Third- A Program of Increased Equality of Opportunity aimed at Middle-Class Growth. Not everyone can be a John Rockefeller or a Steve Jobs; but everyone can be a winner, and it is government’s and society’s job to expand so far as possible opportunities for Americans to enter and remain in the Middle Class, to allow them to follow their dreams and live as they see fit. The current system privileges the economic advancement of the top 1%, and disincentives those at the bottom of society to work hard, save, and make new opportunities for themselves. We need to fix that, and strive to provide opportunities for the broad majority of American to enter and maintain middle-class status. This program involves a reform of taxation against loopholes and towards higher taxation of the very rich, and towards tax breaks for entrepreneurs and middle-class families; an imposition of national social insurance for laid-off workers to account for the negative effects of creative destruction; an encouragement of small business growth through a favorable tax environment, and an encouragement of big businesses providing jobs through a favorable regulatory environment; an emphasis on bringing down the cost of living in areas where housing and rents, food costs, utilities costs, and childcare are very high; an attempt at opening up pioneering new regions through the sale of federal lands and the federal subsidization of space-launch; a federal backing of the creation of new jobs in areas across the board, from hi-tech manufacturing to tech to construction to service jobs to creative jobs to resource extraction to finance and insurance and real estate to everything in between. Broad-based economic growth and middle class opportunity go hand-in-hand; let’s push for them.
Beyond these three primary issues, I see three other major issues upon which I’d be willing to compromise, but which I still hold close to my heart-
-The devolution of powers to those political and social entities best capable of resolving the issues at hand, through a generalized system of subsidiarity and local governance, coupled with an emphasis on strong and responsive centralized governance for those issues requiring national solutions; this will require a systematic look at public policy and analysis of where problems are best solved.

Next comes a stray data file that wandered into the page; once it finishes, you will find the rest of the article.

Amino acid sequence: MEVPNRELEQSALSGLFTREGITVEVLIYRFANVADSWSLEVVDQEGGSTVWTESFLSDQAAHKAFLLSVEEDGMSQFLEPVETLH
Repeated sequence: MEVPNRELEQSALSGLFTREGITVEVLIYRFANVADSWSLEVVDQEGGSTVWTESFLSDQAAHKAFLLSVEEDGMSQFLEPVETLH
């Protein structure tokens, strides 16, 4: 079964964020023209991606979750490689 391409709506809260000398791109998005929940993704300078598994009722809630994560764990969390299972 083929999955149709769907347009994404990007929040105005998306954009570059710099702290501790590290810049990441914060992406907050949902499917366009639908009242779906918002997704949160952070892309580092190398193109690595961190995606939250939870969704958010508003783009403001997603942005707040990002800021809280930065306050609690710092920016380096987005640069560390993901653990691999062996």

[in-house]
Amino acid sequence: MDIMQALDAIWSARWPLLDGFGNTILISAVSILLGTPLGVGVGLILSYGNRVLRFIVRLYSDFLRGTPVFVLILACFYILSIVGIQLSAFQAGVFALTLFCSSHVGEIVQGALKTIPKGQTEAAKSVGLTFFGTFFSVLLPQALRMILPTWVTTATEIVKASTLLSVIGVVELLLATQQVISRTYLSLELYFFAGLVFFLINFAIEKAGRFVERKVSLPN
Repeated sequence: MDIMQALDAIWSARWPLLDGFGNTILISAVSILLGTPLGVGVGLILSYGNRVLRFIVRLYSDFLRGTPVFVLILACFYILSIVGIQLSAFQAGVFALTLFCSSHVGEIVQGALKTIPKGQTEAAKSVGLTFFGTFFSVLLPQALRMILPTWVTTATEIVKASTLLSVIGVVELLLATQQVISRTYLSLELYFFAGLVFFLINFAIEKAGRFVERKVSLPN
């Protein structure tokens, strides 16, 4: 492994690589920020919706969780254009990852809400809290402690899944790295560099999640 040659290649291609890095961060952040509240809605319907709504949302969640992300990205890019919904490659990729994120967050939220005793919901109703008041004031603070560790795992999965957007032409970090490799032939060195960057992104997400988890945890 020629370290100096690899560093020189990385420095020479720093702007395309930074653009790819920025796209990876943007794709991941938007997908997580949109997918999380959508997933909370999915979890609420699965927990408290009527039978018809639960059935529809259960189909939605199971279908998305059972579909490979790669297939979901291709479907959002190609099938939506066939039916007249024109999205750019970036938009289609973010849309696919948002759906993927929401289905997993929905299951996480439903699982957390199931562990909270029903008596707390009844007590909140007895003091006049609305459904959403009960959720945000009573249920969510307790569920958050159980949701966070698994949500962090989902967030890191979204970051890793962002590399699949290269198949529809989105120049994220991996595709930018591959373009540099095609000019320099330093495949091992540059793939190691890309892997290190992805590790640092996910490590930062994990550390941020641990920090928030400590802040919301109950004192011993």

-A re-emphasis on the formulation of social capital at every level, to generate those bonds of public trust which grease the organic machine of society, coupled with measures to get out of the way of the growth of- and therefore to encourage- the growth and autonomy of a strong, vigorous, healthy civil society in which Americans will find their home across diverse climes and locales; this is a problem that can’t be solved by government action, but can be nurtured in a garden-like setting by government stepping out of the way and assuming its proper role.
-Democratic political reform for the perpetuation and expansion of our democratic traditions. This includes the reform of campaign finance, the abolition of formalized gerrymandering, the adoption of electoral systems and campaign systems that allows third parties a voice in the public debate, and general redistricting and reform to ensure that responsible American citizens have more avenues to communicate with their civic leaders in the spirit of American democracy.
These six issues form the core of my vision for a strong America in the 21st Century. I will fight for them with my writing and my career. As you can see, I hardly fit into either major party; I take ideas and ideologies and policies from each, while scaring both and satisfying neither.
Are there more Americans out there like me? I would hope so. Time will tell.